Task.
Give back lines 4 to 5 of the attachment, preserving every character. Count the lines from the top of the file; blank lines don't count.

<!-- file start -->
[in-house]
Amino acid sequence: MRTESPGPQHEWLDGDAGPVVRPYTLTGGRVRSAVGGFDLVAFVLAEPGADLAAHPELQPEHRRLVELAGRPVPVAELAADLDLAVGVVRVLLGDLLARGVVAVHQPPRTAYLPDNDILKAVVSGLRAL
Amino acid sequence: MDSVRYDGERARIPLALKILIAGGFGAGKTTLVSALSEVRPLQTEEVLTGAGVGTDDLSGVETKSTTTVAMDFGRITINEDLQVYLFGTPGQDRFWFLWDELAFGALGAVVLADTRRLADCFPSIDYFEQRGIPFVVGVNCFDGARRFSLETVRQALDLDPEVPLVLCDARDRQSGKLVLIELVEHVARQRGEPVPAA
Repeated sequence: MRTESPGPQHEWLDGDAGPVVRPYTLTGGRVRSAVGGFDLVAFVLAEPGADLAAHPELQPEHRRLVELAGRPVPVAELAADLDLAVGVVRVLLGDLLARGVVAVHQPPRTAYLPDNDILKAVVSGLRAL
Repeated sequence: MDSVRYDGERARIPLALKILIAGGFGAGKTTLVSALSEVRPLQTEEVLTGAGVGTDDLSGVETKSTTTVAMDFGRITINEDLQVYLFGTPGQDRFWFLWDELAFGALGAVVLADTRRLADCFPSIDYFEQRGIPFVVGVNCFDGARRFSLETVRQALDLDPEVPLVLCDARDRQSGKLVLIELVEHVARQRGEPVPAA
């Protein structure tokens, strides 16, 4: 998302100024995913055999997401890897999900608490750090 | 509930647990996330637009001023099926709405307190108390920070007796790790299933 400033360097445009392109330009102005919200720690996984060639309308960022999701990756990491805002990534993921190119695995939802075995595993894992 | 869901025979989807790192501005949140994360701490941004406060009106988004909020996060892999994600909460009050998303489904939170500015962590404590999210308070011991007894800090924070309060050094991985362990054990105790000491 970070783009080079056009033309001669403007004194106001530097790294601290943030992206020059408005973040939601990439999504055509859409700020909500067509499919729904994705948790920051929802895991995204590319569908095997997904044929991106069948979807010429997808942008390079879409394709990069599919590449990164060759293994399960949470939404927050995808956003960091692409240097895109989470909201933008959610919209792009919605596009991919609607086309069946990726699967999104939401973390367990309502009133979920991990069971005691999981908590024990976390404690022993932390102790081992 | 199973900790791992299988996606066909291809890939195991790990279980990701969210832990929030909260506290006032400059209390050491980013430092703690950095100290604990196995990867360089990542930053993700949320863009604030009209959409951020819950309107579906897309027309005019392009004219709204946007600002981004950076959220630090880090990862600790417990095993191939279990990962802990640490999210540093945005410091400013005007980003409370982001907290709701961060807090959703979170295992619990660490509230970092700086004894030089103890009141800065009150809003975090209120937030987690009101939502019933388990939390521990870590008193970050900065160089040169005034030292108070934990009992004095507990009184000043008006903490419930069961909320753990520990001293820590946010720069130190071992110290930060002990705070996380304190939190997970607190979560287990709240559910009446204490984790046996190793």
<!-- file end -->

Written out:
Repeated sequence: MRTESPGPQHEWLDGDAGPVVRPYTLTGGRVRSAVGGFDLVAFVLAEPGADLAAHPELQPEHRRLVELAGRPVPVAELAADLDLAVGVVRVLLGDLLARGVVAVHQPPRTAYLPDNDILKAVVSGLRAL
Repeated sequence: MDSVRYDGERARIPLALKILIAGGFGAGKTTLVSALSEVRPLQTEEVLTGAGVGTDDLSGVETKSTTTVAMDFGRITINEDLQVYLFGTPGQDRFWFLWDELAFGALGAVVLADTRRLADCFPSIDYFEQRGIPFVVGVNCFDGARRFSLETVRQALDLDPEVPLVLCDARDRQSGKLVLIELVEHVARQRGEPVPAA